An Interview with Sheila Lowe

 We’d like to welcome Sheila Lowe to MotiveMeansOpportunity. Shelia is a long-time friend from Guppies and Sisters in Crime and I’m thrilled she is here with us today to celebrate the release of her sixth book, OUTSIDE THE LINES.

In addition to writing a page turning story, Sheila is a world-renowned graphologist who has practiced handwriting analysis for more than 30 years. It’s a fascinating science and a great springboard for murder mysteries.

Tell us about your new book.

Sad young woman and a rain drops

OUTSIDE THE LINES is the 6th in my Forensic Handwriting series featuring handwriting expert Claudia Rose. After suffering a brutal attack in a courtroom, Claudia takes a getaway trip to the UK, where she has been invited to lecture. While there, she runs afoul of both the FBI and New Scotland Yard, and becomes involved with a suspect in a homicide her fiancé, Detective Joel Jovanic is investigating back home.

What inspired you to write it?

Because of some health issues I had been reading a lot about GMO foods and big pesticide companies. What I read about protests against Monsanto and others got me interested enough to build that as an underlying theme in this book.

What is your favorite/least favorite thing about the writing process?

Writing the first draft is my least favorite thing. I most enjoy the editing part. Each day I’m writing, I start by going back over what I wrote the day before and rewriting, rewriting, and rewriting some more until I’m happy with every word. Only then do I move forward and write new material. Of course, that doesn’t mean I write only one draft. But unlike those writers who are able to just write straight through to the end, I prefer to make it the best I can as I go. Then I go back and do it again. And again. Seems like a hundred times.

What do you think makes a good story?

I just finished reading several really good books. For me, what made each one so enjoyable was the character development, the interactions between the characters, and the “realness” of the dialogue. All that appeals to me because I like to read (and write) character-driven books, as opposed to plot-driven books where you are taken on a breathless nonstop ride from one big plot point to the next.

How do you incorporate that into your books?

My books are written in very close 3rd person, which is like looking over the characters’ shoulders. You get to know them and their motivations very well, even the villains, who are usually ordinary people in extraordinary situations. Thus, when they commit horrific crimes, the reader will understand the reasons why.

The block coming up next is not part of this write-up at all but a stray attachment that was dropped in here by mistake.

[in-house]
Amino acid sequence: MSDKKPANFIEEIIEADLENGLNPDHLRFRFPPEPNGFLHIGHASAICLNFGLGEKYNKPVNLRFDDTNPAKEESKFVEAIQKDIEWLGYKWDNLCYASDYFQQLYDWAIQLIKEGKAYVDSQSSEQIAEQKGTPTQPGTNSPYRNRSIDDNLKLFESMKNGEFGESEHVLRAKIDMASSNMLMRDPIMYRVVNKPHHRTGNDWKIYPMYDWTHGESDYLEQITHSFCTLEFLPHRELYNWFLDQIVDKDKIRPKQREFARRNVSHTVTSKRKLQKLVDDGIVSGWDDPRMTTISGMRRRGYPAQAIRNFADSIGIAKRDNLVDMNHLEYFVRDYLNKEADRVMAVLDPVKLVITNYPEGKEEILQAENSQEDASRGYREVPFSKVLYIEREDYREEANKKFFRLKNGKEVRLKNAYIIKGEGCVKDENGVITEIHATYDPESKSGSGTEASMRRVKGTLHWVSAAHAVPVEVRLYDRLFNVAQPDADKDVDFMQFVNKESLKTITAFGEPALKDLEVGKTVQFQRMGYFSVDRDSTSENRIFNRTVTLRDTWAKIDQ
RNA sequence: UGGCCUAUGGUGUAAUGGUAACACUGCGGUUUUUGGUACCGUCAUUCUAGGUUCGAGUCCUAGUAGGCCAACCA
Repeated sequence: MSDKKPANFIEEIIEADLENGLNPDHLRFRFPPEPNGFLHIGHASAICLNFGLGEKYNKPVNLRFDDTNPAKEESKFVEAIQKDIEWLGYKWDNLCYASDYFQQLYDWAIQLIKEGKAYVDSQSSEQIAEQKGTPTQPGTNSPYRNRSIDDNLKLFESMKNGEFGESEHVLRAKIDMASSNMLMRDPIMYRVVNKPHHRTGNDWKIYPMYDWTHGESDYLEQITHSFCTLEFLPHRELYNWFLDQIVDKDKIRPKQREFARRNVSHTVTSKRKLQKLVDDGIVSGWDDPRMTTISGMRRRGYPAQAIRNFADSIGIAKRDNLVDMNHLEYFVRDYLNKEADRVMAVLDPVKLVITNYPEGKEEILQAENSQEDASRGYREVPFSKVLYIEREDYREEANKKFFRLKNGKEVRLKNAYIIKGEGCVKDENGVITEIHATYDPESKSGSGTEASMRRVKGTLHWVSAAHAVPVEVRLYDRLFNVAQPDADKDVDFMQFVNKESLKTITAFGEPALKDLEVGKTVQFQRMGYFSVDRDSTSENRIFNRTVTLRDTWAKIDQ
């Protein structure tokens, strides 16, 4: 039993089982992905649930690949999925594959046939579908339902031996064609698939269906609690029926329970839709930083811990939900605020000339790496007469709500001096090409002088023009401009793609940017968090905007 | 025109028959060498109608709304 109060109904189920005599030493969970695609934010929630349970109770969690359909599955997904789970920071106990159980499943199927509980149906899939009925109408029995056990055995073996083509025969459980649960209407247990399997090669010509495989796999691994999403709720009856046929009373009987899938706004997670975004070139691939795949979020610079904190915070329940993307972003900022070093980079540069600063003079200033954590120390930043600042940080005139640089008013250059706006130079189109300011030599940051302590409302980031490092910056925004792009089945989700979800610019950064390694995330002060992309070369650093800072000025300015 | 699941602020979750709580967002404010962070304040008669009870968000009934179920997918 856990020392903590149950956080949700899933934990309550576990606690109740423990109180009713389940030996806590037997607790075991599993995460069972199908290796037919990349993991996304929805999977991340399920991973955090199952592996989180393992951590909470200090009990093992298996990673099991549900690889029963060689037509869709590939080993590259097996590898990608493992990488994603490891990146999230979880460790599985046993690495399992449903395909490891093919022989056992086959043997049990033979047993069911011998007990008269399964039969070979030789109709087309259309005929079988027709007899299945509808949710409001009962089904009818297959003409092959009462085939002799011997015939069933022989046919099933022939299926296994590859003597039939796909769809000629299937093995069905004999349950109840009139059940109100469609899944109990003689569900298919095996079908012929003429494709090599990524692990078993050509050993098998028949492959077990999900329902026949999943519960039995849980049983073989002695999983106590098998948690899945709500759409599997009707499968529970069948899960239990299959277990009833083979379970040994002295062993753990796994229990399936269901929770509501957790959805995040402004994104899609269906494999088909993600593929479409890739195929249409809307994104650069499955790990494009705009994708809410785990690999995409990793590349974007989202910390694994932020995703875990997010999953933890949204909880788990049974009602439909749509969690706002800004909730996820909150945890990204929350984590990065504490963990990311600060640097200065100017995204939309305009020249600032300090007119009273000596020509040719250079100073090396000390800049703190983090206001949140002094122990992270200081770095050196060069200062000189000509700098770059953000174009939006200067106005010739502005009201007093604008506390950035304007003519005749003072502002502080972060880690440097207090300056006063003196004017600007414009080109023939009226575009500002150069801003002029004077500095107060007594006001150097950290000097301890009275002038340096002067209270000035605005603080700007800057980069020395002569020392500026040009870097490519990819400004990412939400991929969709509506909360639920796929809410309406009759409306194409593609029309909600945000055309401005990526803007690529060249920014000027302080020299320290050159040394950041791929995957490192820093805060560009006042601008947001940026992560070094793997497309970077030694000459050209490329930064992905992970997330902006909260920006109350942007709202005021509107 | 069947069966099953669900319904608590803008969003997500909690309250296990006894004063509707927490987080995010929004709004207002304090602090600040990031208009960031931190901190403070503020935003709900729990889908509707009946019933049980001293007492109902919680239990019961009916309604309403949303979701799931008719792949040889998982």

How long have you been writing?

I wrote my first stories when I was a young teen in England. I used to write about The Beatles—I was a Beatlemaniac, madly in love with Ringo. It wasn’t until I was in my 50s that I finally did what I had always wanted to do, write my first mystery.

What do you know now that you wish you knew when you first started out?

I wish I had known that adverbs tend to weaken writing. It might have saved me seven years of trying to sell my book. I had no idea how important it is to leave out most of those “ly” words (and the gerunds, too—“ing” words). The other thing is how hard it is to sell, then market books. Maybe it’s a good thing I didn’t know that, or I might never have started. Nah. Writing is a compulsion; gotta do it.

Has that changed the way you write or market your books?

Yes! I’ve become a far better writer since learning how to make my writing stronger. The marketing thing, well, I’m still working that out.

About the marketing thing—love it, hate it?

As a dyed-in-the-wool introvert who has learned how to behave like an extravert when I need to, I cannot honestly say I love marketing. I know very few writers who do, but it is a necessary evil. Even the big publishers usually won’t do it for you (unless you’re already a big name). At least in the Internet age much can be done low cost or free.

Outside the Lines is the sixth in the forensic handwriting series. How do you feel about writing a series?

When I wrote Poison Pen, the first book, I wasn’t thinking about writing a series, but when it was finished and won 3rd place in the Southwest Writers competition for mystery (out of more than 90 entries), I got excited enough to start on the second book. All of a sudden, it was a series.

How far ahead did you develop an arc for the series? Do you have more plotted? How far?

I’m currently outlining book #7. Whether the series goes beyond that depends on the fans.

Handwriting analysis is one of those intriguing topics. I’d love to know what mine says about me (I think), but that isn’t what Claudia Rose does. In my day job, I’ve worked with forensic handwriting examiners and their job fascinates me. With today’s high tech copiers, if I handed Claudia a color photocopy of a Will and an original Trust signed by a forger what would she be able to tell me?

Actually, Claudia does both sides of handwriting analysis. Like me, she works as a document examiner in cases of handwriting authentication, and she does behavioral assessments, too. If you handed her the document you described she would ask you to provide exemplars of the signatory’s genuine handwriting to compare. If they were consistent with the signature on the copy she would tell you that the signature might be genuine, but without an original, it is not possible to determine whether the document is genuine. These days, it’s too easy to create a spurious document and copy and paste a signature onto it.